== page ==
Estonia signs EU islands' clean energy memorandum

Estonia boasts well over 1,000 offshore islands, from the smallest, uninhabited islets, through to communities on Saaremaa and Hiiumaa. Source: Lauri Raaper/

Estonia joined 13 more European Union member states and the European Commission in signing a memorandum of understanding on the EU's clean energy for islands initiative.

Minister of Economic Affairs and Infrastructure Taavi Aas (Center), who signed the memorandum on Estonia's behalf, said that both dependence on fossil fuels and the quality of local electrical connections remain a problem for Estonia's islands, as they would for other offshore islands within the EU.

"The income of many island dwellers depends on tourism and a green environment is becoming increasingly important for tourists," Aas said, according to BNS.

"This is why it is reasonable to jointly apply best practices for improving the quality of life on islands," he added, noting Ruhnu, and a submarine cable running between Saaremaa and Muhu, as recent positive developments.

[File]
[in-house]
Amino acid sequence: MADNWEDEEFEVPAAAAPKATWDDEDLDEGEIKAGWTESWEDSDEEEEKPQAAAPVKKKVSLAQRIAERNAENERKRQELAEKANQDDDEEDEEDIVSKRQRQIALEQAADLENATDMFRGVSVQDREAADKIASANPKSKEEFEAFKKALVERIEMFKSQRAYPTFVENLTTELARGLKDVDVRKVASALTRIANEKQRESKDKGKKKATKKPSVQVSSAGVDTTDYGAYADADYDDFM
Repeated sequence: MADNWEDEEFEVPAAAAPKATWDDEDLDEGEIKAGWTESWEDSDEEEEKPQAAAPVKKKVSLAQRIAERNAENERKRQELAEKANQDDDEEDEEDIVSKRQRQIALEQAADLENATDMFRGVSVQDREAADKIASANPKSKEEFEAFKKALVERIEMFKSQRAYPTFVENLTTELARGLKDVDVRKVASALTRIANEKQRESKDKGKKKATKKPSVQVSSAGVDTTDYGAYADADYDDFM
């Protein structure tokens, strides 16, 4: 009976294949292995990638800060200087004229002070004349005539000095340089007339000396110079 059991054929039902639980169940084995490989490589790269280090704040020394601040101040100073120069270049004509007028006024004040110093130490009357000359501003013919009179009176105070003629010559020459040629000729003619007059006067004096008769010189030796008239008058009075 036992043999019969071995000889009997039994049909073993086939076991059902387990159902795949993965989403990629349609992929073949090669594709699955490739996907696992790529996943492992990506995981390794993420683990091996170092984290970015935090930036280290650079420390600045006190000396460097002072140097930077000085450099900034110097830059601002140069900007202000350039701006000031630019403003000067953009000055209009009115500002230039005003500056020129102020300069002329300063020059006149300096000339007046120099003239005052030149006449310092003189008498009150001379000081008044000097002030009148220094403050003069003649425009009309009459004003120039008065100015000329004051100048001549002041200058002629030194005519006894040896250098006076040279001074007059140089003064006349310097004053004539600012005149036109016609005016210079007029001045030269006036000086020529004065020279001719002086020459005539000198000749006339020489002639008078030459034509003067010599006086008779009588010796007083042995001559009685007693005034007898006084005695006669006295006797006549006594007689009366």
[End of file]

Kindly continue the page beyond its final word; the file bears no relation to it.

"Over 50 percent of electricity is currently produced using wind turbines and solar panels on Ruhnu, and the new sea cable between Muhu and Saaremaa improved the security of supply both in Saaremaa and Hiiumaa," Aas added, noting that islands should be treated distinctly, as both ecosystems and communities.

The memorandum builds on the 2017 Clean Energy for EU islands initiative, and was signed by the European Commission, Estonia, Croatia (which currently holds the EU rotating presidency-ed.), Cyprus, Denmark, Finland, France, Germany, Greece, Ireland, Italy, Malta, Portugal, Spain and Sweden.

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Editor: Andrew Whyte

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